The disingenuousness pertains to comparing the incomparable: while the social and religious reform movements were led by patriots who wanted that people should prosper and the country should develop, contemporary activists (it is important to note that they are called ‘activists’ and not ‘reformers’) are doctrinaire fanatics who want to promote socialism at any cost—even if the cost includes jeopardizing development, aborting the creation of jobs, and perpetuating medieval modes of economic activity. The latter do everything to stall “improvements to quality of life.”

The concerns of the reformers of yore were heartfelt, to which they applied the faculties of mind; today’s campaigners, on the other hand, are clear in their minds about solutions for various problems, be it poverty or environmental degradation. The approach of earlier reformers was fact-based and reason-oriented, while that of 21st century radicals is ideology-based and sentimentalism-oriented. And, finally, earlier reformers focused on the inculcation of modern ideas like liberty and fairness, cultural and spiritual uplift of the individual, and improvement in society. The jholawallahs, on the other hand, depend heavily upon state action, whether in terms of entitlement schemes or legislation. In other words, comparing earlier reformers with contemporary activists is like comparing apples with oranges.

Orwellian dimension

Even more preposterous is the suggestion that action against errant NGOs is tantamount to an assault on freedom. The Indian Express article grandly announced that they strive for “the expansion of freedoms.” Nothing could be farther from the truth, as they viciously attack anybody who dares to differ with them. The fact that most opinion makers are likeminded people adds an Orwellian dimension to public discourse.

While it is heartening that the Modi government has taken on NGOs, it would have been better if the action had been direct. Instead of leaking the IB report to the media, the authorities could have made an official statement; they could have listed the misdeeds of activists and spelt out action against the wayward NGOs. Besides, reason should be deployed to expose the hollowness of the NGOs’ “vision.” They should be shown what they are: visceral opponents of industrialization, development, technological advancement, and prosperity.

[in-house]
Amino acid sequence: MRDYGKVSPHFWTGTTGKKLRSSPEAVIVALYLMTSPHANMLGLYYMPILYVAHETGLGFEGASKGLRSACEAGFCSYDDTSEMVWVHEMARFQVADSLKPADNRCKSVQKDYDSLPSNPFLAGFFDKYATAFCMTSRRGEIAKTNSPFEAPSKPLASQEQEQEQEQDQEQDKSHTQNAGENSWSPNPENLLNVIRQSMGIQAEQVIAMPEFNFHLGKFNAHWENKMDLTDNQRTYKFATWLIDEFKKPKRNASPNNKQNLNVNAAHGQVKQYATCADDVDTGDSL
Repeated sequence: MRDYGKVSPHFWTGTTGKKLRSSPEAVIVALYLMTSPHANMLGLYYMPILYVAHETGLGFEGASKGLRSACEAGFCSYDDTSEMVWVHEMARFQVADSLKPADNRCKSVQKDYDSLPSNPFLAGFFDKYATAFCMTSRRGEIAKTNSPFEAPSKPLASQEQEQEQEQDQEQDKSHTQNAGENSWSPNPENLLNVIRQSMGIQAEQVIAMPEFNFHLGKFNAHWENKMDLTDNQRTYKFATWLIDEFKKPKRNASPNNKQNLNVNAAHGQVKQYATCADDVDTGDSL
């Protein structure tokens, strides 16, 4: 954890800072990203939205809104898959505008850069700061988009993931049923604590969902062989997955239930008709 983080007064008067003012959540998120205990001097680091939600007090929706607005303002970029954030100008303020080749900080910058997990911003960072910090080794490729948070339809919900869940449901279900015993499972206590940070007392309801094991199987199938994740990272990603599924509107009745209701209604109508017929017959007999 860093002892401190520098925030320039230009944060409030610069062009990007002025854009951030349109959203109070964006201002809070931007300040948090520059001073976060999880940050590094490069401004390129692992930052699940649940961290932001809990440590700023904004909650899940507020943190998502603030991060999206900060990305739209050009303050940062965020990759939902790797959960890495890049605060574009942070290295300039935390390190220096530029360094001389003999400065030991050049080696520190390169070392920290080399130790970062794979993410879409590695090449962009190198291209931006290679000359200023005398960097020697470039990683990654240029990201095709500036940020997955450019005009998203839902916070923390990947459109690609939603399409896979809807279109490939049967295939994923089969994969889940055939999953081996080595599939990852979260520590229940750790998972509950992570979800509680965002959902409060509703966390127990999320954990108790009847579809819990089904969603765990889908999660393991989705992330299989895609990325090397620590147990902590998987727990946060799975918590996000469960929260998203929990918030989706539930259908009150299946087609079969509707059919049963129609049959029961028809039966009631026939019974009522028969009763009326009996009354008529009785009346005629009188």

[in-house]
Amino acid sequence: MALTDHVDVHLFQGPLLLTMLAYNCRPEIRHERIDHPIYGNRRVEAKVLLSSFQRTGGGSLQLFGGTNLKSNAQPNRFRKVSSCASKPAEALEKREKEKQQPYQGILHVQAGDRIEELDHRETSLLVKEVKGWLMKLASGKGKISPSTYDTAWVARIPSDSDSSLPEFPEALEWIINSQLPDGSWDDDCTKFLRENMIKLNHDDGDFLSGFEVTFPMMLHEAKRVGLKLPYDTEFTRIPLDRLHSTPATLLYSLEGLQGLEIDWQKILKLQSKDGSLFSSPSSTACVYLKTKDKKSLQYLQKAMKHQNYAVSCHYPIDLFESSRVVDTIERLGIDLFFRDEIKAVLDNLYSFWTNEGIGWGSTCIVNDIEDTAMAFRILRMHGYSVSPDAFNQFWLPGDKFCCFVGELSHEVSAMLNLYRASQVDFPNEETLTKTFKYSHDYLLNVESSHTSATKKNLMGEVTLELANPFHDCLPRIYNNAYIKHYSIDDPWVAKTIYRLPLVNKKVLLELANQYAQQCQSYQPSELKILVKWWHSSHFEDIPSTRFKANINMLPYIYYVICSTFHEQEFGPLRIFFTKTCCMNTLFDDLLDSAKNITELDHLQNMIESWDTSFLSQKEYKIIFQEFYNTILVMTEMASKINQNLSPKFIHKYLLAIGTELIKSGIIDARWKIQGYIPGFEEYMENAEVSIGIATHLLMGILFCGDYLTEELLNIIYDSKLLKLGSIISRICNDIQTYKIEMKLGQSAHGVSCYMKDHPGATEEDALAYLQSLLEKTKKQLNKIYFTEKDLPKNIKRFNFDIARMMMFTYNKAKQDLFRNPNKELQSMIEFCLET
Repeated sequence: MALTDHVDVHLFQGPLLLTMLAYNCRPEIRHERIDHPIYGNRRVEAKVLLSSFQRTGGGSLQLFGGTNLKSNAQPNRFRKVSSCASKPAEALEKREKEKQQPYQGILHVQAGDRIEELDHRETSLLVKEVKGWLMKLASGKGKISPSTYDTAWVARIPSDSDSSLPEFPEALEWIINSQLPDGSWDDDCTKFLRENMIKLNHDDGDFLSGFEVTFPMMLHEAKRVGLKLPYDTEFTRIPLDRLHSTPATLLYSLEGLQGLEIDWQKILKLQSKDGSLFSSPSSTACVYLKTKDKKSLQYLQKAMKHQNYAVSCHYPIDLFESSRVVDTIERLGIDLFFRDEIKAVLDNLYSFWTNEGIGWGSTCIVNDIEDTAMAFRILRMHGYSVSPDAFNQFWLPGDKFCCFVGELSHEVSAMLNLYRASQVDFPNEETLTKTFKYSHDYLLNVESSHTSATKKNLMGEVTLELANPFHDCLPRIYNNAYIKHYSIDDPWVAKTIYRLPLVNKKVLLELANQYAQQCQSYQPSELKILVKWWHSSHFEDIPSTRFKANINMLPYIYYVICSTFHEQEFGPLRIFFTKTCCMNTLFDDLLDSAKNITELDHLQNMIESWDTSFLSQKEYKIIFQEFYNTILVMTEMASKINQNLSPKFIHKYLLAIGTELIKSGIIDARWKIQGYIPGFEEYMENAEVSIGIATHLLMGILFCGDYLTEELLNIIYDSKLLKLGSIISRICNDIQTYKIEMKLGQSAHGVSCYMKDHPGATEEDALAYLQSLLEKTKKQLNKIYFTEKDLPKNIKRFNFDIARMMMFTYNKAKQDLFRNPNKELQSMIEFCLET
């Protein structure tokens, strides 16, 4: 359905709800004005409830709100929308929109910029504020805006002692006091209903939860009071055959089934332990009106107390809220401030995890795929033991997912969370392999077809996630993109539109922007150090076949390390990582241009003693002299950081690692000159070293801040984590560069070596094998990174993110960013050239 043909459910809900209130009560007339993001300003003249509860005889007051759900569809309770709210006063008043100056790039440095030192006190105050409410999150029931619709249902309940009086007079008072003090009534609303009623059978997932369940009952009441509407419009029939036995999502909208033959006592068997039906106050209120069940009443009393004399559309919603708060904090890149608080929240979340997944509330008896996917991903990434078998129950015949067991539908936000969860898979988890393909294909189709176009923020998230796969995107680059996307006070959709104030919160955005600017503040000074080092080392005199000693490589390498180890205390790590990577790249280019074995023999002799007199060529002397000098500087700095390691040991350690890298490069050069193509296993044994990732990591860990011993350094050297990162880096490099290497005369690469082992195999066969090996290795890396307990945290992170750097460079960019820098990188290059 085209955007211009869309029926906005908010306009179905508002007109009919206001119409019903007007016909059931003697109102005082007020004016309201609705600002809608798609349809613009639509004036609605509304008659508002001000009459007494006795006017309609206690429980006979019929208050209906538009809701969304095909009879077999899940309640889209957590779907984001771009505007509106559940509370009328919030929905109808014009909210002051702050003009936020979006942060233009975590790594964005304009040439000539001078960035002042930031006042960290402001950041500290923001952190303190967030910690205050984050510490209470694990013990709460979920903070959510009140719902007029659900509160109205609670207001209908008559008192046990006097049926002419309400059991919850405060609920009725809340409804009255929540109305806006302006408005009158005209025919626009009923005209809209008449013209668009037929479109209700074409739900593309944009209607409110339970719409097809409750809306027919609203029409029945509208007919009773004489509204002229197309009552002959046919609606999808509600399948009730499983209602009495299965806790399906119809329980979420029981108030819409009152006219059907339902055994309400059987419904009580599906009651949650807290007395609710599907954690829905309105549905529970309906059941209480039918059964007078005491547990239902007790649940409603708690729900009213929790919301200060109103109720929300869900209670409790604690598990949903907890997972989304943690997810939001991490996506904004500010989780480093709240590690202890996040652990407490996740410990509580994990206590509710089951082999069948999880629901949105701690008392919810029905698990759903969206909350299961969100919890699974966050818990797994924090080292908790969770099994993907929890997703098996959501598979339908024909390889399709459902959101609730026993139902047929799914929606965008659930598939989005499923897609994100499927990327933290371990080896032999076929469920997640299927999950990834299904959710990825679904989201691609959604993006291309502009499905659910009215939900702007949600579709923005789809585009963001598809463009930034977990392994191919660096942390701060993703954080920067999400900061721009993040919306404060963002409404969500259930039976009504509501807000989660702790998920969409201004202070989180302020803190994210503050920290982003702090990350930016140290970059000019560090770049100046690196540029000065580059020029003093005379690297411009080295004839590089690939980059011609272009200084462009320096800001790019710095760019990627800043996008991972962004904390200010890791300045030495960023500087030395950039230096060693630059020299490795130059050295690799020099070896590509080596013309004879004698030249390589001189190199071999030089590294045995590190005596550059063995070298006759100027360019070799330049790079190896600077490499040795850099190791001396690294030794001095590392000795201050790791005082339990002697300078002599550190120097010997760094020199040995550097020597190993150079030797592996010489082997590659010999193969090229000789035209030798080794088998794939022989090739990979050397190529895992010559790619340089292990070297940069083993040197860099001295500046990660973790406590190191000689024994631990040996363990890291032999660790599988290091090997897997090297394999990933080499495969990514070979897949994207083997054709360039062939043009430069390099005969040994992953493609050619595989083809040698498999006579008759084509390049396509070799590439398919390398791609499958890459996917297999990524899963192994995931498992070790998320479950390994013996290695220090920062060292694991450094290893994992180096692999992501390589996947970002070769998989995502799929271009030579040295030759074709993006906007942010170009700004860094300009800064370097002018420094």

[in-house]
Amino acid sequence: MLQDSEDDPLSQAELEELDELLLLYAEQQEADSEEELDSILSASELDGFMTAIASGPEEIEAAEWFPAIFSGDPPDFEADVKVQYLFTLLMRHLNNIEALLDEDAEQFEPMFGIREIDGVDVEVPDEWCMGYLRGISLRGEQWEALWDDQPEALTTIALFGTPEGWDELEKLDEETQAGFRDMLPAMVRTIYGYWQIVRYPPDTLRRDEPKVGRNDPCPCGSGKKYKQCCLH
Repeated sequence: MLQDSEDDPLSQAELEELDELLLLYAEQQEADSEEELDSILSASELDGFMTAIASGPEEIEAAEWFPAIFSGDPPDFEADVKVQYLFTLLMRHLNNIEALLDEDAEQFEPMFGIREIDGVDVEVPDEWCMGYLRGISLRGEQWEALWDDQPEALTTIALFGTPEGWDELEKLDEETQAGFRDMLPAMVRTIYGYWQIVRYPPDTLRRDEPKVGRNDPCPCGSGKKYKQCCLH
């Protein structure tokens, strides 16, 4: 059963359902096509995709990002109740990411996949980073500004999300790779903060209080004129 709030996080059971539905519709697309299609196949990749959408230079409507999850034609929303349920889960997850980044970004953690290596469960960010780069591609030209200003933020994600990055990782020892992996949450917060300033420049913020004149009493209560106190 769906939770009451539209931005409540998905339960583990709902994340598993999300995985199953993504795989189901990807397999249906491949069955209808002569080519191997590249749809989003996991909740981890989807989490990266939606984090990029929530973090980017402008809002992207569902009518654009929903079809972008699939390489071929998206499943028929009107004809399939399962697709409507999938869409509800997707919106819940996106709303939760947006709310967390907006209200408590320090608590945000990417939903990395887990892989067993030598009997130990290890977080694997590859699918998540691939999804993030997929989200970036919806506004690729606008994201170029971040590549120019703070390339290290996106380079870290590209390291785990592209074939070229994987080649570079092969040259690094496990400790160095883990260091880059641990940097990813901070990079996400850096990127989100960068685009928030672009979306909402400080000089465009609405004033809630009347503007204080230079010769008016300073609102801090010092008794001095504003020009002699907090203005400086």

The focus on the foreign funding aspect of NGOs may divert the attention away from the real problem: that NGOs and activists are doctrinaire in their approach; their opposition is not to this or that project of some industrialist but private enterprise per se; their activities are against the interests of the not just capitalists but also workers, peasants, and tribals, notwithstanding their claims to being champions of the poor.

When the country comes to know about the true nature and objectives of NGOs, they would anyway become ineffectual.

Ravi Shanker Kapoor is a journalist and author. He upholds freedom of expression, individual liberty, free market, and open society. He is an uncompromising opponent of Islamism, communism, and other totalitarian ideologies. He is also a critic of intellectuals, as evident from his third book, How India’s Intellectuals Spread Lies (Vision Books).